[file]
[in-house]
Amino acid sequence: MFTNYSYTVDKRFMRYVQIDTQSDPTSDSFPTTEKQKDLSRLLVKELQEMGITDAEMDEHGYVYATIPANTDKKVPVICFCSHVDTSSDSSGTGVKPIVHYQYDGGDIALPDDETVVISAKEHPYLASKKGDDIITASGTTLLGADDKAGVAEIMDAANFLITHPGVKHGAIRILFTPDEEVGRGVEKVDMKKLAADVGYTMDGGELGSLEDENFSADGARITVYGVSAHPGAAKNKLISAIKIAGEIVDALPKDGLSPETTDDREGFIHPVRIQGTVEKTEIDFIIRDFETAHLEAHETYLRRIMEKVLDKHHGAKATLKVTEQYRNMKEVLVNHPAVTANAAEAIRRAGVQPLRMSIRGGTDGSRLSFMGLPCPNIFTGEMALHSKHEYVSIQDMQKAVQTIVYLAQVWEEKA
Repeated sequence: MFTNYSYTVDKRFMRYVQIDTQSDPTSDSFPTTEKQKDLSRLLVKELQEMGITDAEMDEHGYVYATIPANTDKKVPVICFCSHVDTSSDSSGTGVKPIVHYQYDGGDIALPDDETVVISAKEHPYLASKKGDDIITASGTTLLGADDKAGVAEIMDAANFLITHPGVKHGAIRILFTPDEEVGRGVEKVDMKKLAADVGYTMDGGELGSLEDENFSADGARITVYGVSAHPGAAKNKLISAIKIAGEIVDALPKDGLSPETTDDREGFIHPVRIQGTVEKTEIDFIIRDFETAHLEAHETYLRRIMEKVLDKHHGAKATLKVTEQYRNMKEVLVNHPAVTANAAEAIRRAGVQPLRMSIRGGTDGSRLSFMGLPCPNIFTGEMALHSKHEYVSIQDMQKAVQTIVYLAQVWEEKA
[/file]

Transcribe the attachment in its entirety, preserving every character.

[in-house]
Amino acid sequence: MFTNYSYTVDKRFMRYVQIDTQSDPTSDSFPTTEKQKDLSRLLVKELQEMGITDAEMDEHGYVYATIPANTDKKVPVICFCSHVDTSSDSSGTGVKPIVHYQYDGGDIALPDDETVVISAKEHPYLASKKGDDIITASGTTLLGADDKAGVAEIMDAANFLITHPGVKHGAIRILFTPDEEVGRGVEKVDMKKLAADVGYTMDGGELGSLEDENFSADGARITVYGVSAHPGAAKNKLISAIKIAGEIVDALPKDGLSPETTDDREGFIHPVRIQGTVEKTEIDFIIRDFETAHLEAHETYLRRIMEKVLDKHHGAKATLKVTEQYRNMKEVLVNHPAVTANAAEAIRRAGVQPLRMSIRGGTDGSRLSFMGLPCPNIFTGEMALHSKHEYVSIQDMQKAVQTIVYLAQVWEEKA
Repeated sequence: MFTNYSYTVDKRFMRYVQIDTQSDPTSDSFPTTEKQKDLSRLLVKELQEMGITDAEMDEHGYVYATIPANTDKKVPVICFCSHVDTSSDSSGTGVKPIVHYQYDGGDIALPDDETVVISAKEHPYLASKKGDDIITASGTTLLGADDKAGVAEIMDAANFLITHPGVKHGAIRILFTPDEEVGRGVEKVDMKKLAADVGYTMDGGELGSLEDENFSADGARITVYGVSAHPGAAKNKLISAIKIAGEIVDALPKDGLSPETTDDREGFIHPVRIQGTVEKTEIDFIIRDFETAHLEAHETYLRRIMEKVLDKHHGAKATLKVTEQYRNMKEVLVNHPAVTANAAEAIRRAGVQPLRMSIRGGTDGSRLSFMGLPCPNIFTGEMALHSKHEYVSIQDMQKAVQTIVYLAQVWEEKA